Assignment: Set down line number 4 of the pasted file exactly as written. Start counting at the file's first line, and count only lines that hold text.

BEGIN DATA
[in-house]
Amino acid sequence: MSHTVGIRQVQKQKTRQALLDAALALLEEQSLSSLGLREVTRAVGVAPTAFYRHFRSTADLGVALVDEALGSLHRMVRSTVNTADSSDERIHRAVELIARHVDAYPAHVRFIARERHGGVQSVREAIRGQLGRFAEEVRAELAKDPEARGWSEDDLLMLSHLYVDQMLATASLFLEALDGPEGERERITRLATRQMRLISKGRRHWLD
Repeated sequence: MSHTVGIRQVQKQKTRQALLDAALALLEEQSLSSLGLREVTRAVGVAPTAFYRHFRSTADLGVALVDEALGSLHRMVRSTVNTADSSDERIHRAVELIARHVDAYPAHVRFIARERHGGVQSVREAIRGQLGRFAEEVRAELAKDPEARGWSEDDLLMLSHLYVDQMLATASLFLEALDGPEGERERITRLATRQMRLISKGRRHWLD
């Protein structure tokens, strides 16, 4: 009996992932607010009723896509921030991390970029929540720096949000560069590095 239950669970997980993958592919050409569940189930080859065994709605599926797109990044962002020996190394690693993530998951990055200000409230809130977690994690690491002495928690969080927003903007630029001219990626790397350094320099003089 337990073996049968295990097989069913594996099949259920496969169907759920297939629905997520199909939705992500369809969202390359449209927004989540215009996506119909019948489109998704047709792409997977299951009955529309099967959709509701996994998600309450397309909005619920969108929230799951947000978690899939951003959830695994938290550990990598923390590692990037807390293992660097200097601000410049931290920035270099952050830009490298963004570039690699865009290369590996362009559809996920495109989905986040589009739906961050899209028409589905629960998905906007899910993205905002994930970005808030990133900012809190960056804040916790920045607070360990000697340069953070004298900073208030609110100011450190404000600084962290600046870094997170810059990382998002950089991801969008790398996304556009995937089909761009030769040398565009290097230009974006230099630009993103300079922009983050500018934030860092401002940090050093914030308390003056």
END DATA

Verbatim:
């Protein structure tokens, strides 16, 4: 009996992932607010009723896509921030991390970029929540720096949000560069590095 239950669970997980993958592919050409569940189930080859065994709605599926797109990044962002020996190394690693993530998951990055200000409230809130977690994690690491002495928690969080927003903007630029001219990626790397350094320099003089 337990073996049968295990097989069913594996099949259920496969169907759920297939629905997520199909939705992500369809969202390359449209927004989540215009996506119909019948489109998704047709792409997977299951009955529309099967959709509701996994998600309450397309909005619920969108929230799951947000978690899939951003959830695994938290550990990598923390590692990037807390293992660097200097601000410049931290920035270099952050830009490298963004570039690699865009290369590996362009559809996920495109989905986040589009739906961050899209028409589905629960998905906007899910993205905002994930970005808030990133900012809190960056804040916790920045607070360990000697340069953070004298900073208030609110100011450190404000600084962290600046870094997170810059990382998002950089991801969008790398996304556009995937089909761009030769040398565009290097230009974006230099630009993103300079922009983050500018934030860092401002940090050093914030308390003056």